Vietnamese New Immigrants Integrates into Life in Taiwan, Planting Southeast Asian Fruits to Inherit the Taste of Hometown

Vietnamese New Immigrants, Wu Shi Yun plants Southeast Asian fruits in Taiwan and shares the taste of hometown to new immigrant friends.  Picture reproduced from National Education Radio
Vietnamese New Immigrants, Wu Shi Yun plants Southeast Asian fruits in Taiwan and shares the taste of hometown to new immigrant friends. Picture reproduced from National Education Radio
Taiwan Immigrants' Global News Network】Editor/ Tim Wu (吳宗翰)

[Taiwan Immigrants’ Global News Network] cooperates with the [Happiness in North Taiwan] of National Education Radio to report the stories of new immigrants in Taiwan. This episode "Wu Shi Yun: I grew rambutan (chòm chóm) in Taiwan (Part 2)" (broadcast on National Education Radio on July 30) invites Wu Shi Yun from Haiphong, Vietnam to share life of her married to Taiwan, and the story of growing all kinds of Southeast Asian fruits, interviewed by the hosts Chen, Ya-Yu and Chen, Yu-Shui. 18 years ago, Wu Shi Yun came to Taiwan to worked as a translator and met her husband. When she was about to return to Vietnam, her husband began to passionately pursue her, and even pursued her all the way to Vietnam for love.

"If you marry me, do you want to come back to Taiwan?" Wu Shi Yun agreed and returned to Taiwan to settle in Chiayi. She also learned to grow fruits, hoping to bring the taste of hometown to friends in Southeast Asia.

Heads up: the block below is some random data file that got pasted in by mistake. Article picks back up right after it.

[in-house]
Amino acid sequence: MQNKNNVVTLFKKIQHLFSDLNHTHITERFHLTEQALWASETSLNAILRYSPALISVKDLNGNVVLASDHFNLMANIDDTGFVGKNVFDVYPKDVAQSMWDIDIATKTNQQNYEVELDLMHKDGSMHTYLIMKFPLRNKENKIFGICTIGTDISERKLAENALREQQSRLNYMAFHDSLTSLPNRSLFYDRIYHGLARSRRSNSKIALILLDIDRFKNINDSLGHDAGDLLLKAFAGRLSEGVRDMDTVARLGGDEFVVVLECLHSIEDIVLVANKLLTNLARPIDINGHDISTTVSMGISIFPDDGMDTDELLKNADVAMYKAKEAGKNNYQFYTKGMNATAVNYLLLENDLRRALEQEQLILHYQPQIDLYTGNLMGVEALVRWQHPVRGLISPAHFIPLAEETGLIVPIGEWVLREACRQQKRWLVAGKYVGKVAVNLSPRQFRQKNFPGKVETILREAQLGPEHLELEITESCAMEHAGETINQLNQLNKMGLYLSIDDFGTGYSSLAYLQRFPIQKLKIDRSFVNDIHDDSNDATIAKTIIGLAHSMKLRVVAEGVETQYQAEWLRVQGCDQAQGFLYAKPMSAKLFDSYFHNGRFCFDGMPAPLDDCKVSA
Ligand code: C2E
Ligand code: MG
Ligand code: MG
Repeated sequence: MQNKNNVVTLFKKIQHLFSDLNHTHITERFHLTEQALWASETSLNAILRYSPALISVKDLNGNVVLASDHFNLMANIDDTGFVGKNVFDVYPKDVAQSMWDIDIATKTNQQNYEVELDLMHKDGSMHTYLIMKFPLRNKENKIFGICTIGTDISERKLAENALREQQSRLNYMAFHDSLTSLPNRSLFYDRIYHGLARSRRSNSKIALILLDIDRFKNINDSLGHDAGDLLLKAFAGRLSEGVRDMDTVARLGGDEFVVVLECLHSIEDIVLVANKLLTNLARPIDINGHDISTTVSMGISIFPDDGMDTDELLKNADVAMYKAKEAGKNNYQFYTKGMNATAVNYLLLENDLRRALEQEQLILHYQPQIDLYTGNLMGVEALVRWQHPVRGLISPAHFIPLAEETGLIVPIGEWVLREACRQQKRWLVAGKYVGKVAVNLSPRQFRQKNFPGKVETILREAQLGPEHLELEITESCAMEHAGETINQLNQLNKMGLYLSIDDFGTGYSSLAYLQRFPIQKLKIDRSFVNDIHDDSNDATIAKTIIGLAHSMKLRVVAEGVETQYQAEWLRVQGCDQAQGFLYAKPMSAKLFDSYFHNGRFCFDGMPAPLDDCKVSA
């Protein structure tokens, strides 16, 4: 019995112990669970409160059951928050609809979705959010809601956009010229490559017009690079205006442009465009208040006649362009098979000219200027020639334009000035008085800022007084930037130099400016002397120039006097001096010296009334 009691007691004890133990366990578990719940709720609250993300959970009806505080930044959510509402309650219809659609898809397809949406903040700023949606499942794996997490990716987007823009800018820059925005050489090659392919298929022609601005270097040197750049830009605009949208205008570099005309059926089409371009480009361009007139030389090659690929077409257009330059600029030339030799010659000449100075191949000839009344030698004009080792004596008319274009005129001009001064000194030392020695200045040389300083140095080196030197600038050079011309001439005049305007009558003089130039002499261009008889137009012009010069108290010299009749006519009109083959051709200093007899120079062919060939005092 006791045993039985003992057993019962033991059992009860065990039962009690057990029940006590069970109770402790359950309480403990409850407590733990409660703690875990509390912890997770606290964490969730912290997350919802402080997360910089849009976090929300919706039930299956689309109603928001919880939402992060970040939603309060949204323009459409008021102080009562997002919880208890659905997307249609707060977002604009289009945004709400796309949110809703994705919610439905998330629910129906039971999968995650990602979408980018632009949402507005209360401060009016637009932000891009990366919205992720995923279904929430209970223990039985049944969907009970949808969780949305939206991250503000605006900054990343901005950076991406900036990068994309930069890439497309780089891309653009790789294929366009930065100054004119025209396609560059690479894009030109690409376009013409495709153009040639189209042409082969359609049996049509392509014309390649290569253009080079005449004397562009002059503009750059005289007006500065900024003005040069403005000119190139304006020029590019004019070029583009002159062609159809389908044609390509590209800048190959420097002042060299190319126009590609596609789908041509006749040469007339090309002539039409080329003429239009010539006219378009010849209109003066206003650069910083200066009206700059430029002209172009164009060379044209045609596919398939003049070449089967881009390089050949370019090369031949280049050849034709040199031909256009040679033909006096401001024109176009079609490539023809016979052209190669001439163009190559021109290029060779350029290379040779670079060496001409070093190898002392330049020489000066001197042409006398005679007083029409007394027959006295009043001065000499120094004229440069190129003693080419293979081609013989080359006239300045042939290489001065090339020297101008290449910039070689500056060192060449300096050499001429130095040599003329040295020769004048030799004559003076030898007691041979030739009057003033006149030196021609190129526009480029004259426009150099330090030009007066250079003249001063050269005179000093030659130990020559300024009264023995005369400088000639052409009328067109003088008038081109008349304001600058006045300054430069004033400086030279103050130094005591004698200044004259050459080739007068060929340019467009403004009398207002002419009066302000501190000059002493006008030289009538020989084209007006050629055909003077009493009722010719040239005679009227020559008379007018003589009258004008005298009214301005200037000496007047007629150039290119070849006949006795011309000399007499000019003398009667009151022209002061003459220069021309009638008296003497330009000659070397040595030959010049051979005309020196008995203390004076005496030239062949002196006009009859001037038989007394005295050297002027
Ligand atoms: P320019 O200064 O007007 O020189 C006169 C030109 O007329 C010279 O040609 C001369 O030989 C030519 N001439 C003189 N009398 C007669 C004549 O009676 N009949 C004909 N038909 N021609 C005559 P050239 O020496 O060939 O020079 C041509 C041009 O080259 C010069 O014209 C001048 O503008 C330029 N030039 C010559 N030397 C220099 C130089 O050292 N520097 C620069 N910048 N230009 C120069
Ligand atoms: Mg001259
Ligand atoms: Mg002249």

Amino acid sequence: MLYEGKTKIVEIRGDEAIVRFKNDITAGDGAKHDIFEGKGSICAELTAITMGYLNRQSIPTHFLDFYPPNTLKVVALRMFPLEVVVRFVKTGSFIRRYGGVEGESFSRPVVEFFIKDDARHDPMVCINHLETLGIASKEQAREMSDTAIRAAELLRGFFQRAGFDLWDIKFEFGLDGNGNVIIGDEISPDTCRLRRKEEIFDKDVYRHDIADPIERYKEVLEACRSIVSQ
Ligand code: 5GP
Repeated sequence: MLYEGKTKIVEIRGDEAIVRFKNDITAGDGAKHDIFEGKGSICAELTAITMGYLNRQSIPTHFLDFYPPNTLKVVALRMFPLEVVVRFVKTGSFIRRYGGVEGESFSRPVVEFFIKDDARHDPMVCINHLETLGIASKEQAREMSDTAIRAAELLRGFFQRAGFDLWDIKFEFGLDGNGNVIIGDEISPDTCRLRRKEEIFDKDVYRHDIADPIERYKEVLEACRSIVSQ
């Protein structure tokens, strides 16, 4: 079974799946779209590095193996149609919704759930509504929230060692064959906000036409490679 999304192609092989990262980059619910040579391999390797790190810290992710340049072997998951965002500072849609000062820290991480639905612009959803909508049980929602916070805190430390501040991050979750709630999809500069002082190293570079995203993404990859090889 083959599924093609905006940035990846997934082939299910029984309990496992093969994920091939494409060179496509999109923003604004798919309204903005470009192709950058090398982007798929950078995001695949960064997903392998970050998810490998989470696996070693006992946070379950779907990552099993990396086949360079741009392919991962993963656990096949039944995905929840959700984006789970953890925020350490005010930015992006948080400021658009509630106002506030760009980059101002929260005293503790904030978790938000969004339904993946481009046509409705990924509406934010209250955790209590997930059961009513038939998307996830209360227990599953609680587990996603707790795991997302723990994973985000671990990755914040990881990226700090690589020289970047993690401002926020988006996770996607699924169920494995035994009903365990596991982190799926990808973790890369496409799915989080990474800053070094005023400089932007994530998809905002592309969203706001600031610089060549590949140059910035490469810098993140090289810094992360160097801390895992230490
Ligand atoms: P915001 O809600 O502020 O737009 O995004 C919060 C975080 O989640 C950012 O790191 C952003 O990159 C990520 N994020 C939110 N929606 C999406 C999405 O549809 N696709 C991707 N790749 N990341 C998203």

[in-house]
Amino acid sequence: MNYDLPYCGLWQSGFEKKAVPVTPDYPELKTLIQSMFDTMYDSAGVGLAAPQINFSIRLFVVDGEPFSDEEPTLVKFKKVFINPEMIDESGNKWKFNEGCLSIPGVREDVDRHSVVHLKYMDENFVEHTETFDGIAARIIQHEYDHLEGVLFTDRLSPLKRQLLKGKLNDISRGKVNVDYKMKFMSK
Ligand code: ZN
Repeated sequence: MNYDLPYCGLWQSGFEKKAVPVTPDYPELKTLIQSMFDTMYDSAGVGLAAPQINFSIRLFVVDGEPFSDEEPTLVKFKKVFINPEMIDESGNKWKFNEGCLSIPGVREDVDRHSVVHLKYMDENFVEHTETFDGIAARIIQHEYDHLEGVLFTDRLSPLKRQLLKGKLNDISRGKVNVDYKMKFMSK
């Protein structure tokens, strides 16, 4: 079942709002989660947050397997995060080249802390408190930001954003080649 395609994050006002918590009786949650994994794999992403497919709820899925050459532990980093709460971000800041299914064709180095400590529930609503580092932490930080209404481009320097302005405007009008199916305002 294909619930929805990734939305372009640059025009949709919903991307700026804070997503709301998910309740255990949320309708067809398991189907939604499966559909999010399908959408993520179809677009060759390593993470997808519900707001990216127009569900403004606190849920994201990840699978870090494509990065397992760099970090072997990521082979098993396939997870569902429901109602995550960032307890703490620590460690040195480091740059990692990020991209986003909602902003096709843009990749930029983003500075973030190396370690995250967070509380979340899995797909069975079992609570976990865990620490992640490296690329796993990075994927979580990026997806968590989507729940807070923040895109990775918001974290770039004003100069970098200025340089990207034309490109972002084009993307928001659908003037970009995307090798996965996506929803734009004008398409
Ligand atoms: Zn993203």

5 languages including Chinese, English, Vietnamese, Thai and Indonesian were translated and written on [Taiwan Immigrants’ Global News Network] so that more readers and listeners can understand the life of the new immigrants in a foreign country better.

In the interview, Wu Shi Yun mentioned that after she married Chiayi, she visited a fruit expert’s house which arouse her curiosity about the various tropical fruits in the orchard and wondered "How can you grow fruits from our hometown in Taiwan?"

The expert shared the story with her, and it turned out that the expert had traveled to Southeast Asian countries and found that the local fruits were delicious, so he tried to introduce, plant and graft them. Wu Shi Yun grew up in an environment where fish and vegetables were raised, and it happened that there was a piece of land from her father-in-law, so she decided to start farming in Taiwan.

Wu Shi Yun integrates into life in countryside, develops interest and makes many friends. Picture reproduced from National Education Radio

At that time, Wu Shi Yun took her young child to a community college, which included many courses in organic agriculture and hydroponic cultivation. After getting to know many teachers, she has developed interest in growing fruits. Through years of hard work and improvement, she finally produced fresh and plump Southeast Asian fruits, one of which is the popular rambutan. "I hope the Southeast Asian friends in Taiwan can taste the fruits from home!" The host immediately responded: "I once bought rambutan from her, and when I ate it for the first time, I was so moved that I almost cried!"